Greatest Hits: How nostalgia is shaping car design
With more legacy carmakers dipping into their archives, we look into what the nostalgia resurgence means for design (and coachbuilding) of the future, and will it work?
In the past two years, a million articles have been written about the healing power and longing for nostalgia. The rise of hobby crafts, decades-old TV sitcoms and even the return of old music on the charts etc. For car enthusiasts, that yearning is nothing new —car companies have been playing on our warm and fuzzies for the machines of yore for years. But we are now finding ourselves in an interesting intersection where, in times of uncertainty, where technology is moving so fast, the pull to the familiar is stronger. Nostalgia is a new mode of play car companies can use to draw attention to the design possibilities in the very technology many have pushed against for old times' sake.
On these pages, we've discussed retro-mod or retro-reissues, but two new concepts from Hyundai recently emerged showed the retro-future design language isn't going away. The Hyundai Pony and Grandeur EV concepts fused iconic '80s elements with modern materials to create concepts that were futuristic, aspirational and familiar. The two prototypes even resonated with both automotive-media consumers and the general public.
"A lot of these new designs play on that psychology of people wanting what feels familiar," says Bryan Young, an industry veteran, ex-GM and Ford designer and independent design consultant. "Right now with EVs, the early adopters —the Rivian and Lucid people —are in, but they're small a minority. So what we're starting to see, and will see more of, are the ways companies are using familiarity or comfort to get the majority who want what they know."
The ubiquity of the skateboard platforms that underpin EVs allow more ways to play with design ideas—look at the hundreds of concepts emerging from China, India and wider Asia using this exact strategy. "It reminds me of the early days of the automobile, where you bought the rolling chassis and took it to a carrossier, like Figoni et Falaschi, and they created your car," says Young. "That's where I see real exciting potential for great design houses or teams to just go to town. You could put anything on the skateboard and make it personal." Making it, however, is a different story.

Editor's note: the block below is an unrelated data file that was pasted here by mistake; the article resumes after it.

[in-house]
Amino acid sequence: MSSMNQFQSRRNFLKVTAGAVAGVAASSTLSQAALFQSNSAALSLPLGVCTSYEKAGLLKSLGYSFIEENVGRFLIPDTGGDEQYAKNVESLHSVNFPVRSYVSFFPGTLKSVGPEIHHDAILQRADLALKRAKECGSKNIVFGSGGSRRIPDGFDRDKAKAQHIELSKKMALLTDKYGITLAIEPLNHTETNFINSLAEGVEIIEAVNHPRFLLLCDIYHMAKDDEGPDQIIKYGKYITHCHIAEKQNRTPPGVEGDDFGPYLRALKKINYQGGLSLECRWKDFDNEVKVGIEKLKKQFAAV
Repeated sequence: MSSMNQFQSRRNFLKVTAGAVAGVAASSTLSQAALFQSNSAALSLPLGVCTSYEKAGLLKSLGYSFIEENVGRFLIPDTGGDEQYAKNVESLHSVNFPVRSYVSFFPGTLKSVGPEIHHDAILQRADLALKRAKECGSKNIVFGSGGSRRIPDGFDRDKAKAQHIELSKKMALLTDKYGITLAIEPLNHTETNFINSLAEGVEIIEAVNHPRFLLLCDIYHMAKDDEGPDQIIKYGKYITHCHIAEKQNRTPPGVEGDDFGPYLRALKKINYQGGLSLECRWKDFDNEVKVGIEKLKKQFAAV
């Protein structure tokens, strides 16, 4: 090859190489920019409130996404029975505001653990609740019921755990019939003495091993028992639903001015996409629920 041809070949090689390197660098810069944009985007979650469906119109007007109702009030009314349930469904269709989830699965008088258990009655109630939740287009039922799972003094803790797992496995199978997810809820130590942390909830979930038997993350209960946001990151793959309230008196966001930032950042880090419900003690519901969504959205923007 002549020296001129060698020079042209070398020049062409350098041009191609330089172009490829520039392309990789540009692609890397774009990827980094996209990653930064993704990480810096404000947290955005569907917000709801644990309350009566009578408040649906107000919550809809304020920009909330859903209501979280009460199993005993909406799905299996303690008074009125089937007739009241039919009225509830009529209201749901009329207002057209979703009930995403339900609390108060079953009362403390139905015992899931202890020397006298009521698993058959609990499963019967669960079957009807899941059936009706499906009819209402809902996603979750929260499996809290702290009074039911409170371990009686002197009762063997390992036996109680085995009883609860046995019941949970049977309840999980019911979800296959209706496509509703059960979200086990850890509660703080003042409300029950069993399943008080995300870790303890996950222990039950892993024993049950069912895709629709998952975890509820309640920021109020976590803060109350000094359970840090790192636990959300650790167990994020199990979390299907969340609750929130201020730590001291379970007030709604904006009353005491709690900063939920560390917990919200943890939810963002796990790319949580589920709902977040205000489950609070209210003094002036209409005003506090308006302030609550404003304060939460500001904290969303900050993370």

The new players (and some of the failed heritage design projects) however are missing that one thing, points out Young: X factor. "Think about any family recipe from your childhood that is unique and you get handed down the recipe to replicate it," Young says. "You try to make it you follow it to letter but it doesn't taste the same. Because there is an X-factor that is missing, that unquantifiable ingredient not on the recipe, that's what we often see happen in car design." Young indicts that X factor happens at the very base level when students are learning about art, design and history, and that education is priceless he says. "I can tell you, all the market research brands do doesn't matter. At the end of the day, pulling on that emotion somehow, especially when we talk about this upcoming EV future we're facing, it works."
As brands move from a crawl to running with EVs, they have to be savvy with how they incorporate their archives. "What we're seeing right now, this nostalgic design, it's just the beginning," says Young. "I can tell you that and moving forward we'll see legacy brands really push it" With every new legacy model that throws to the past comes a familiar feeling that plays on a 'have your cake and eat it too' psychology, but too much of a good thing could prove a failure.
"Nostalgia is a dangerous and addictive drug," warns Young. "You can have a little bit of wine, and let's say that could be the Hyundai Pony or Honda E —and you think, oh! this is nice! It's a good feeling! Then you have a little bit more, and the next minute, you're shitfaced on the floor." Or, you're Lamborghini looking up at Marcello Gandini denouncing the new Countach LPI 800-4. "Exactly. If you're going to pull from history, you, you better kick ass, make it fresh and move the needle." He adds, "When you get out of that car, you lock the door and you're walking away. If it doesn't tug at you to turn around and take another look at it. The designer has failed. At the end of the day, it's gotta be hot. Period."